The cDNA of HSP83 from A. thaliana was cloned into a petSUMO plasmid, transformed into the Escherichia coli Rosetta strain, overexpressed and purified as previously described [13]. Synthesis and purification of the target proteins HSP90α and HtpG from Helicobacter pylori were produced as described before [13] and the putative clients were produced in Escherichia coli. The bacterial potassium channel was produced and purified as described by Barbier et al., [16]. The firefly luciferase was obtained after transformation of the pBest-Luc (Promega) into Escherichia coli Bl21DE3 strain and luciferase activity was tested after purification as described by [17] The cDNA of calmodulin was cloned into pTrcHis2TOPO plasmid, transformed into the Escherichia coli Bl21DE3 strain. Purified proteins were frozen at a concentration of 1-3 mg ml-1 in liquid nitrogen and stored at 80°C.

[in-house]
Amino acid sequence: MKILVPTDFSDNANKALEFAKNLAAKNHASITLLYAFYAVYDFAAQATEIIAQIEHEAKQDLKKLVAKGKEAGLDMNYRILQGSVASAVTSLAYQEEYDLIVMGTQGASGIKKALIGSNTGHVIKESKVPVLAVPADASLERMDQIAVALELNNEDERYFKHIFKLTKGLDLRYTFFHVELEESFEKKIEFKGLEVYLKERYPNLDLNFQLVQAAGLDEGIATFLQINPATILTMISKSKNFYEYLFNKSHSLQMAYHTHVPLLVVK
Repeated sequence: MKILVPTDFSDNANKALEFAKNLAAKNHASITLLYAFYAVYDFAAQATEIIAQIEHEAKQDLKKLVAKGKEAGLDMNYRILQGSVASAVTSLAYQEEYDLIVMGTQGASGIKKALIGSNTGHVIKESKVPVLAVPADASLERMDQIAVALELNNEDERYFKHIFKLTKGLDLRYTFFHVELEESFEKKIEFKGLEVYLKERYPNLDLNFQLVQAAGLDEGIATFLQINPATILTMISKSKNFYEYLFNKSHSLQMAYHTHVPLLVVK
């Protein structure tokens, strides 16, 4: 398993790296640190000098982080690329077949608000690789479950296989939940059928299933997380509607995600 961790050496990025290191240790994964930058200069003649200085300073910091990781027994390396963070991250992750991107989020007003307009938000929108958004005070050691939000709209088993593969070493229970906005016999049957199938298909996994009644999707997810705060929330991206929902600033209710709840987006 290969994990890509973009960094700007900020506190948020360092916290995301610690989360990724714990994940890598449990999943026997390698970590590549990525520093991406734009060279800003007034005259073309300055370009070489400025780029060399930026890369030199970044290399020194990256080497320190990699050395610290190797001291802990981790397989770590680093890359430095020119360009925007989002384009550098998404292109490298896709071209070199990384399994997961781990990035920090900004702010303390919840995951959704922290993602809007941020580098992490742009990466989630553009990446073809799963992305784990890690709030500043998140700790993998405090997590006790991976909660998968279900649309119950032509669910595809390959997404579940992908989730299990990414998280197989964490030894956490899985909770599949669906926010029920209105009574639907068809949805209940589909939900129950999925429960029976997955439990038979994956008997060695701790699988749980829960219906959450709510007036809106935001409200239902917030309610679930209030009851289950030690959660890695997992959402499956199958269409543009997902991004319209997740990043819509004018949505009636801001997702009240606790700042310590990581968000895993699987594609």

Direct competitive assay

The HSP microarray assay was performed as described by Schax et al., (2014) using 4 x 5 matrices of proteins printed on UniSart® 3D nitro slide (Sartorius Stedim Biotech, Göttingen, Germany) using a GeSim Nano-Plotter (GeSim, Grosserkmannsdorf, Germany) equipped with a nanotip pipette. The printed proteins on the slides were incubated directly with a mixture of 100 nM Cy3-ATP and potential inhibitors. The potential inhibitors were used in different concentrations ranging from 50 µM to 50 pM. The competitive assay was carried out in binding buffer (20 mM HEPES-KOH, pH 7.3, 50 mM KCl, 5 mM MgCl2, 20 mM Na2MoO4, 0.01% v/v Tween 20, 2 % v/v DMSO, 0.1 mg ml-1 BSA) for 16 h at 4°C. Detection of the bound labeled ATP was performed using a GenePix 4000B Laser Scanner (Molecular Devices, Inc., Sunnyvale, CA, USA) with 532 nm emission wavelength, laser power 33 %, PMT gain 350. Quantification was performed using GenePix Pro 6.1 (Molecular Devices, Inc., Sunnyvale, CA, USA) and ImaGene 5 of BioDiscovery, Inc. (Hawthorne, CA, USA). The dose-response curves were calculated with Origin 7G (OriginLab Corporation, Northampton, MA, USA) and fitted with the non-linear function logistic, A1=0, A2=1 to obtain IC50 values.

Cell lysate preparation